In another context, you were at pains to point out that Afghan interpreters working for British forces in Afghanistan had been paid for their work, knew the risks and we’re entitled to no right of settlement here. Putting aside the right of settlement issue, I’m not sure I see the difference.

    Im not disputing that this lady’s work was valuable, I’m merely pointing out that to someone of her mindset she was in all likelihood amply rewarded for it.

  7. So Much For Subtlety

    Tim Newman – “I think it is appalling that she was able to gain access to potentially vulnerable prisoners without the formal authorisation and training from the state!”

    As a former Hollywood starlet, I doubt she would have passed the necessary checks.

    Edward Lud – “do you suppose she felt unrewarded for her efforts?”

    Well yes. Obviously. It may be true that she felt there might have been a future reward, but I doubt she found living in a concrete cell rewarding. But she may have done so . Also she may have found it an incredible burden. Who knows?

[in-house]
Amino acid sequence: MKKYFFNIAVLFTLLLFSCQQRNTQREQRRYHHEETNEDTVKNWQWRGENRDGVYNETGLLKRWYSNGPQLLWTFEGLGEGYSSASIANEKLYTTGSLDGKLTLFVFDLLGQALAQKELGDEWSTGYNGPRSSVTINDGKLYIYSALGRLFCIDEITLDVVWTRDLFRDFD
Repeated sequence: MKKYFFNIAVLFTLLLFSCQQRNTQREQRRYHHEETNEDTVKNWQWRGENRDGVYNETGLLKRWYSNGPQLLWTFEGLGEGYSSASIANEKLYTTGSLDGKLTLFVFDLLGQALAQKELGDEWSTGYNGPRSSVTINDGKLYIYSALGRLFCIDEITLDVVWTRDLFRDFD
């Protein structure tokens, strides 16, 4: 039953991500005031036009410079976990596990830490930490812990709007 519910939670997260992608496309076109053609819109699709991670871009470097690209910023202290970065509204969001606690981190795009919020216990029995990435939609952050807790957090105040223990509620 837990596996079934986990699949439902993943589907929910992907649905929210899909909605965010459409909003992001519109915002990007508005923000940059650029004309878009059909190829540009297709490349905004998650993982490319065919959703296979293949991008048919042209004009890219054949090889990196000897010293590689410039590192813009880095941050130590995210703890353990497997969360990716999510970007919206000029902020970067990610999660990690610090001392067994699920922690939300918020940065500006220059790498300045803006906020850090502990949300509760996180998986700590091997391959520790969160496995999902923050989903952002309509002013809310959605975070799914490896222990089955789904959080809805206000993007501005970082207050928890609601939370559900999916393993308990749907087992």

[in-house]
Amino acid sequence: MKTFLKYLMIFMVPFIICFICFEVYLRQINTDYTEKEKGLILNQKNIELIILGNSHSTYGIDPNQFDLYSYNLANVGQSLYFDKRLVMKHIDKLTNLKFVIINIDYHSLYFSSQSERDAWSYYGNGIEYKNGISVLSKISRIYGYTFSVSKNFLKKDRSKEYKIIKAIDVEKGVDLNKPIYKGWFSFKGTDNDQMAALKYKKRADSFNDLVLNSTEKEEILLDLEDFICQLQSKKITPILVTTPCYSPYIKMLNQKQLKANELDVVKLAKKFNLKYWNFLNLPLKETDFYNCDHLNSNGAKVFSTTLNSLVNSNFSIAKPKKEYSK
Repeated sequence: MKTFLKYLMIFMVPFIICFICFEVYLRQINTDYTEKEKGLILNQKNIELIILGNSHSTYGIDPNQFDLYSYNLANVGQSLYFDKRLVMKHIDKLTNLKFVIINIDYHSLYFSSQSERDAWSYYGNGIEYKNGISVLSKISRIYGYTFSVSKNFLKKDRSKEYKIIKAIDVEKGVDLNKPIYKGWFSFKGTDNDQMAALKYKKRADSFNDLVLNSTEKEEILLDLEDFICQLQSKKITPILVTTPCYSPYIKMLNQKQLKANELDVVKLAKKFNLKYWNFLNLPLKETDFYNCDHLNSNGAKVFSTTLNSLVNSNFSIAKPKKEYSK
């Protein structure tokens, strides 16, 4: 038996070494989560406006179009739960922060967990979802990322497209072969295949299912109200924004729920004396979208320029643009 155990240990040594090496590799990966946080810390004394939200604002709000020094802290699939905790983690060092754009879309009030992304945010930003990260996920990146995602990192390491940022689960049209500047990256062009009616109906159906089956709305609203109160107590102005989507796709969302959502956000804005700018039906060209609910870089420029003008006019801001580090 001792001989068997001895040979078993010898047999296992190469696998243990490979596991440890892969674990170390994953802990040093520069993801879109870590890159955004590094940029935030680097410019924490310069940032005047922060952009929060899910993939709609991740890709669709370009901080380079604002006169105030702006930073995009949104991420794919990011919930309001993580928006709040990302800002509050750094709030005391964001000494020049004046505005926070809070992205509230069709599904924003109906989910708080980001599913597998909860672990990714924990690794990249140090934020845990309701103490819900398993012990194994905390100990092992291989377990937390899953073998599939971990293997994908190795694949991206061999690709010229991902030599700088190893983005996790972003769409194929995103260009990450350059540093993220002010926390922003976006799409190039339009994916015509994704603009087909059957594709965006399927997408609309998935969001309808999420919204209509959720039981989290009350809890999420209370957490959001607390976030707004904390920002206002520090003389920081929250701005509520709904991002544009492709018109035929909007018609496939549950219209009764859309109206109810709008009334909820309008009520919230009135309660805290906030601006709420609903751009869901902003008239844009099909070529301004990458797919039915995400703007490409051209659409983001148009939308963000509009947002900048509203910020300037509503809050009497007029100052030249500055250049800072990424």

“In another context, you were at pains to point out that Afghan interpreters working for British forces in Afghanistan had been paid for their work, knew the risks and we’re entitled to no right of settlement here. Putting aside the right of settlement issue, I’m not sure I see the difference.”

    Well she wasn’t paid for one thing. She gave up a lot for another. She was helping people who really needed help – and basically sacrificed her life to do so. How is that remotely like those interpreters?

    “Im not disputing that this lady’s work was valuable, I’m merely pointing out that to someone of her mindset she was in all likelihood amply rewarded for it.”